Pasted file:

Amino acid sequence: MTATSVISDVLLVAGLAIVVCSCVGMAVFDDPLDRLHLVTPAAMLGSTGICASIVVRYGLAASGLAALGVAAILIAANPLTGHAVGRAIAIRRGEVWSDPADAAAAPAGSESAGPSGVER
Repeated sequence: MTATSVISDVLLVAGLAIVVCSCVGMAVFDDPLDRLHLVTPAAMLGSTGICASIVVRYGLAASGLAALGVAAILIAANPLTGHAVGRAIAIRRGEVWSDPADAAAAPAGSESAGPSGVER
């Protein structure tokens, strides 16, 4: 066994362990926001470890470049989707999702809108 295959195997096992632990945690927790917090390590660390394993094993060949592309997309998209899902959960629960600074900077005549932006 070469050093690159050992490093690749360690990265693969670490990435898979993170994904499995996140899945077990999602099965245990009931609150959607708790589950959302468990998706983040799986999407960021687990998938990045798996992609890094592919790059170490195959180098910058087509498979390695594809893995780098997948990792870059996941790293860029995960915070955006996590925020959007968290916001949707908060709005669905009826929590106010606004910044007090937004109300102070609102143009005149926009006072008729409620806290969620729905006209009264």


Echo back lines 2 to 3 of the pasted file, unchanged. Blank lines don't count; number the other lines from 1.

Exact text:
Repeated sequence: MTATSVISDVLLVAGLAIVVCSCVGMAVFDDPLDRLHLVTPAAMLGSTGICASIVVRYGLAASGLAALGVAAILIAANPLTGHAVGRAIAIRRGEVWSDPADAAAAPAGSESAGPSGVER
């Protein structure tokens, strides 16, 4: 066994362990926001470890470049989707999702809108 295959195997096992632990945690927790917090390590660390394993094993060949592309997309998209899902959960629960600074900077005549932006 070469050093690159050992490093690749360690990265693969670490990435898979993170994904499995996140899945077990999602099965245990009931609150959607708790589950959302468990998706983040799986999407960021687990998938990045798996992609890094592919790059170490195959180098910058087509498979390695594809893995780098997948990792870059996941790293860029995960915070955006996590925020959007968290916001949707908060709005669905009826929590106010606004910044007090937004109300102070609102143009005149926009006072008729409620806290969620729905006209009264």